Until about World War II most people still lived an agrarian life, they were down on the farm. In the second half of the 1900s most people left the farm. By 2000 most people had left the earth for the Internet. Like books, radio and television before it, the Internet has removed us even more from the world around us.
On one of my foraging videos a fellow left a comment that was so mangled I looked up his You Tube profile. In the previous 15 months he had watched 19,400 videos. That’s an average of 46 videos a day, an amazing amount of time on the Internet. If he also spent the American average of 34 hours a week watching TV there was little time left for sleeping and eating let alone relating to the external world or the people in it.
Not too long ago I had to do some research about the Internet and among the findings was those under 30 or so view the Internet as reality. They view life off the net as not reality. In a century we have gone from very attuned to the world around us to viewing it as not real. When one considers it is the world around us that keeps us alive in a variety of ways it is quite a significant thing to ignore.
Years ago I started my site and videos because some of my environmentalist friends could barely tell apples from oranges, especially if the packaging was the same. Recognizing a trash tree from a productive tree was an impossibility. They were committed environmentalists who knew little about the environment, real world. It was a political cause more than a persona appreciation. One sees that reflected in environmentalists who burn down businesses. Apparently that smoke and particulate matter doesn’t harm the environment. Then there’s the “management” of the environment. It can expresses itself in bizarre ways such as working hard to create a bike trail then spraying a 20-foot wide swath on each side to kill back the plants, a brown belt way rather than a green one. Recently local park officials killed off all the shore plants along a small lake because they thought it would look more aesthetically pleasing without the plants. Sometimes those in charge of an environment are as abusive to it as those they are supposedly protecting it from.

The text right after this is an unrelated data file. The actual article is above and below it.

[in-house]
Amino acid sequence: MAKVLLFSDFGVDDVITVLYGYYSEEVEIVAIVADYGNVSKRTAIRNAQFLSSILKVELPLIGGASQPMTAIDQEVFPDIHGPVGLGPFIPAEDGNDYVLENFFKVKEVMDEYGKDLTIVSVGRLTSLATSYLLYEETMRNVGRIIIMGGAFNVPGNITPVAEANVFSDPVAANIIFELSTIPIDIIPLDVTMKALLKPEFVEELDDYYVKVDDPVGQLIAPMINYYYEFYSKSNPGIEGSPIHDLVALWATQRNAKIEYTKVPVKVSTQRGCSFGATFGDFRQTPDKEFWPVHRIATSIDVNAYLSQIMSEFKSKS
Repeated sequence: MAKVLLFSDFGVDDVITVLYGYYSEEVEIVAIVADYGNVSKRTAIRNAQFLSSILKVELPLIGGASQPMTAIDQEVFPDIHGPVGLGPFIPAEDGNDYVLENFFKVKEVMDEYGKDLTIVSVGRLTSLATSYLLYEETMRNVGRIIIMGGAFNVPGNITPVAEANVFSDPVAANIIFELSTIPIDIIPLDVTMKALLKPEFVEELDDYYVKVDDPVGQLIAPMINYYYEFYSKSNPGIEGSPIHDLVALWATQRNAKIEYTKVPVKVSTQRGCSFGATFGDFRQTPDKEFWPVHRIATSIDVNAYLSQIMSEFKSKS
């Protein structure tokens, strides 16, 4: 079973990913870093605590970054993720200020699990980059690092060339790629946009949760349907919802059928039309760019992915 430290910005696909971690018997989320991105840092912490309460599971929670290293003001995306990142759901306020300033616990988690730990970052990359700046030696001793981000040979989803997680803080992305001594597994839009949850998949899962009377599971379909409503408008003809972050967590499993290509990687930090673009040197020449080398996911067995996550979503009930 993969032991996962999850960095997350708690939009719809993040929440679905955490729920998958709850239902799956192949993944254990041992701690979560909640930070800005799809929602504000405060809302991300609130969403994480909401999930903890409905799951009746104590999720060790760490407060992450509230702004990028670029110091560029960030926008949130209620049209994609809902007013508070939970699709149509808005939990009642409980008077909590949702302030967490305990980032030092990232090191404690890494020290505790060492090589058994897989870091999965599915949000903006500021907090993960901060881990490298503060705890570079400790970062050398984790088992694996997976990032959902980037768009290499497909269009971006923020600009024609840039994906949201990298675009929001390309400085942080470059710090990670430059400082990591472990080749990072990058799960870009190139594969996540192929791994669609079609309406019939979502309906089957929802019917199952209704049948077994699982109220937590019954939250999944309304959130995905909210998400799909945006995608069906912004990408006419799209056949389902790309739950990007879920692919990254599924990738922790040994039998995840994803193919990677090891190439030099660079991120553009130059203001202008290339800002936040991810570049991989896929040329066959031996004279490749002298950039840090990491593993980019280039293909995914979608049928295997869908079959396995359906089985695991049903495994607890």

To me the environment is intimate, personal. Can I eat that sow thistle or is the ground or water polluted? Am I downhill from the interstate or was this an old railroad bed? (Railroad land is among the most toxic of places to forage because a long history of using extremely potent chemicals.) It’s difficult to be intimate with something as expansive as global warming let alone make sense of its heated debate. But I do think just as humans have drifted away from being attuned to the world around them, environmentalists have drifted away from the environment; it’s a political cause not a personal commitment. And the problem with political causes is they are like wars. the only element you control is when you start them. Then they take on a life of their own and who knows where they will go or what you will end up with.
Upcoming foraging classes: Saturday, June 29th, Dreher Park, 1310 Southern Blvd., West Palm Beach, FL., 33405. 9 .am. Sunday, June 30th, Maritime Hammock Sanctuary, 6200 S. Highway A1A, Melbourne Beach, FL 32951, 9 a.m.
What do you do about invasive species that are so invasive that you can’t get rid of them? It’s a problem in many areas and no easy solutions. One thing you can do is while trying to figure out ways to get rid of it is find ways to use it. In Pennsylvania they have a problem with the “Tree of Heaven” Ailanthus altissima. From China originally it came to the fledgling United States just about the time the victorious colonies were putting together the federal government, 1784 or so. It’s now found in most of North American except the high plains states and adjunct Canadian providences. As the link below shows it’s taking over forest land. Do you stand in front of the tide? Do you try to moderate it or just get out of the way? Any solution will take time. Meanwhile, however, use the species if possible. Use might mean manageable control.
Nowhere in the article linked here will you read that the tree makes a very unusual honey, green and brown, not good when young. But once aged it is amongst the best with an aroma of Muscat wine. What you also don’t read in the article, or from the mouth of the expert, is the tree makes good pulp wood (and paper.) Research shows the tree has anticancer, antimalarial, anti-inflammatory and amoebicidal qualities. It might also be a source of “natural” insecticides and herbicides. Invasive? Perhaps. But what it turns out to be is more a matte of attitude. Attitude can be the difference between trash and treasure.